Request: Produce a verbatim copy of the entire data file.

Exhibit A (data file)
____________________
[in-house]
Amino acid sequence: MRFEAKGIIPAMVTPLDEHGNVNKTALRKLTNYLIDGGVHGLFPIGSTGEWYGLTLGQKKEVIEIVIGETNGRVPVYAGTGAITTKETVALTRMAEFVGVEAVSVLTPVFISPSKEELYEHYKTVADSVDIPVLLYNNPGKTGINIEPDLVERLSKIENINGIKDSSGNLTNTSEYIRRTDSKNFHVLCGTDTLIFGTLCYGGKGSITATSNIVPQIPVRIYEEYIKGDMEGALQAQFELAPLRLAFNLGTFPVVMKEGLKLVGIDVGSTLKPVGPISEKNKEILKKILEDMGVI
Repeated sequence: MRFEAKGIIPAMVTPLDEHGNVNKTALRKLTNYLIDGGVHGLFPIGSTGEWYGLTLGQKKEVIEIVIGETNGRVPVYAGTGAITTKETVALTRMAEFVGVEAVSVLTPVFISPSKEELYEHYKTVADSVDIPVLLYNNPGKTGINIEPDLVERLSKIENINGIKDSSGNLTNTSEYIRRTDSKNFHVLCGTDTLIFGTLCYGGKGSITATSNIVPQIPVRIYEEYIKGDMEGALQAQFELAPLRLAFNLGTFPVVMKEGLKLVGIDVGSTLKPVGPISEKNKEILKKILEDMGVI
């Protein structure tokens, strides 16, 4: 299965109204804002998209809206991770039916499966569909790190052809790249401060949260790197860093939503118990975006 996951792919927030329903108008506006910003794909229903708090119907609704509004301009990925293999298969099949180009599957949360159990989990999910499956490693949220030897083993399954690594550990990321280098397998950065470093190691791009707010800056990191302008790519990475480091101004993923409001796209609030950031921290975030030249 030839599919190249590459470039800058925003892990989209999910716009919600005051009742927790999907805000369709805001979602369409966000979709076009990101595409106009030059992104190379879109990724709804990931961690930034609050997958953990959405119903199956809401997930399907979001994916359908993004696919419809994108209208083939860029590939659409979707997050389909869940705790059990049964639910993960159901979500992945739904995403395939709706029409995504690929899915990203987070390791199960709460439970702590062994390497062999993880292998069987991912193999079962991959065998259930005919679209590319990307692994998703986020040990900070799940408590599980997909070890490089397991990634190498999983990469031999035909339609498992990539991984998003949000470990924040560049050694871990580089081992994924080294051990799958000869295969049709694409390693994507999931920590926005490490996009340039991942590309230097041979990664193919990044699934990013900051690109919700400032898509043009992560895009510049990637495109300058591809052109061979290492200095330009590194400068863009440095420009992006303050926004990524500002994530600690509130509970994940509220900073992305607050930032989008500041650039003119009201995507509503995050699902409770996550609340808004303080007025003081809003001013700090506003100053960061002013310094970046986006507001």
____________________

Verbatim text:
[in-house]
Amino acid sequence: MRFEAKGIIPAMVTPLDEHGNVNKTALRKLTNYLIDGGVHGLFPIGSTGEWYGLTLGQKKEVIEIVIGETNGRVPVYAGTGAITTKETVALTRMAEFVGVEAVSVLTPVFISPSKEELYEHYKTVADSVDIPVLLYNNPGKTGINIEPDLVERLSKIENINGIKDSSGNLTNTSEYIRRTDSKNFHVLCGTDTLIFGTLCYGGKGSITATSNIVPQIPVRIYEEYIKGDMEGALQAQFELAPLRLAFNLGTFPVVMKEGLKLVGIDVGSTLKPVGPISEKNKEILKKILEDMGVI
Repeated sequence: MRFEAKGIIPAMVTPLDEHGNVNKTALRKLTNYLIDGGVHGLFPIGSTGEWYGLTLGQKKEVIEIVIGETNGRVPVYAGTGAITTKETVALTRMAEFVGVEAVSVLTPVFISPSKEELYEHYKTVADSVDIPVLLYNNPGKTGINIEPDLVERLSKIENINGIKDSSGNLTNTSEYIRRTDSKNFHVLCGTDTLIFGTLCYGGKGSITATSNIVPQIPVRIYEEYIKGDMEGALQAQFELAPLRLAFNLGTFPVVMKEGLKLVGIDVGSTLKPVGPISEKNKEILKKILEDMGVI
């Protein structure tokens, strides 16, 4: 299965109204804002998209809206991770039916499966569909790190052809790249401060949260790197860093939503118990975006 996951792919927030329903108008506006910003794909229903708090119907609704509004301009990925293999298969099949180009599957949360159990989990999910499956490693949220030897083993399954690594550990990321280098397998950065470093190691791009707010800056990191302008790519990475480091101004993923409001796209609030950031921290975030030249 030839599919190249590459470039800058925003892990989209999910716009919600005051009742927790999907805000369709805001979602369409966000979709076009990101595409106009030059992104190379879109990724709804990931961690930034609050997958953990959405119903199956809401997930399907979001994916359908993004696919419809994108209208083939860029590939659409979707997050389909869940705790059990049964639910993960159901979500992945739904995403395939709706029409995504690929899915990203987070390791199960709460439970702590062994390497062999993880292998069987991912193999079962991959065998259930005919679209590319990307692994998703986020040990900070799940408590599980997909070890490089397991990634190498999983990469031999035909339609498992990539991984998003949000470990924040560049050694871990580089081992994924080294051990799958000869295969049709694409390693994507999931920590926005490490996009340039991942590309230097041979990664193919990044699934990013900051690109919700400032898509043009992560895009510049990637495109300058591809052109061979290492200095330009590194400068863009440095420009992006303050926004990524500002994530600690509130509970994940509220900073992305607050930032989008500041650039003119009201995507509503995050699902409770996550609340808004303080007025003081809003001013700090506003100053960061002013310094970046986006507001």